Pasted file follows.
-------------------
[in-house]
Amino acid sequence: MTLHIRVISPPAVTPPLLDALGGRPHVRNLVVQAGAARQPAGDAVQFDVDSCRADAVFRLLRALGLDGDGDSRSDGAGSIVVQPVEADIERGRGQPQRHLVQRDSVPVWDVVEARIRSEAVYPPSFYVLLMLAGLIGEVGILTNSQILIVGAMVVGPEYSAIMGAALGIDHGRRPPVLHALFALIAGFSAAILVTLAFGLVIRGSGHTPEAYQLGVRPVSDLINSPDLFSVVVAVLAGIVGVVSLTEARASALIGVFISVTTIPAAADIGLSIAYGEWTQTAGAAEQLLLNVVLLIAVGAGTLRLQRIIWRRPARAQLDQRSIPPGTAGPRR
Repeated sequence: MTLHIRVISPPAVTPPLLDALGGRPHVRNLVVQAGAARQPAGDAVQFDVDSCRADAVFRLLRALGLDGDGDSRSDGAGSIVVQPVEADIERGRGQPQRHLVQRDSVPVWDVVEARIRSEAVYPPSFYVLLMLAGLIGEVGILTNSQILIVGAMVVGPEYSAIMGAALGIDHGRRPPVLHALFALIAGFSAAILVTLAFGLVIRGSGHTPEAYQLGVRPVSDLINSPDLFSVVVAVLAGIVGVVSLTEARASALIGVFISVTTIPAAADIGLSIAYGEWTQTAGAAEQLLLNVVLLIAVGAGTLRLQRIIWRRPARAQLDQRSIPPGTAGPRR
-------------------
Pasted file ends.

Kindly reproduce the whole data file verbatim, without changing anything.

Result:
[in-house]
Amino acid sequence: MTLHIRVISPPAVTPPLLDALGGRPHVRNLVVQAGAARQPAGDAVQFDVDSCRADAVFRLLRALGLDGDGDSRSDGAGSIVVQPVEADIERGRGQPQRHLVQRDSVPVWDVVEARIRSEAVYPPSFYVLLMLAGLIGEVGILTNSQILIVGAMVVGPEYSAIMGAALGIDHGRRPPVLHALFALIAGFSAAILVTLAFGLVIRGSGHTPEAYQLGVRPVSDLINSPDLFSVVVAVLAGIVGVVSLTEARASALIGVFISVTTIPAAADIGLSIAYGEWTQTAGAAEQLLLNVVLLIAVGAGTLRLQRIIWRRPARAQLDQRSIPPGTAGPRR
Repeated sequence: MTLHIRVISPPAVTPPLLDALGGRPHVRNLVVQAGAARQPAGDAVQFDVDSCRADAVFRLLRALGLDGDGDSRSDGAGSIVVQPVEADIERGRGQPQRHLVQRDSVPVWDVVEARIRSEAVYPPSFYVLLMLAGLIGEVGILTNSQILIVGAMVVGPEYSAIMGAALGIDHGRRPPVLHALFALIAGFSAAILVTLAFGLVIRGSGHTPEAYQLGVRPVSDLINSPDLFSVVVAVLAGIVGVVSLTEARASALIGVFISVTTIPAAADIGLSIAYGEWTQTAGAAEQLLLNVVLLIAVGAGTLRLQRIIWRRPARAQLDQRSIPPGTAGPRR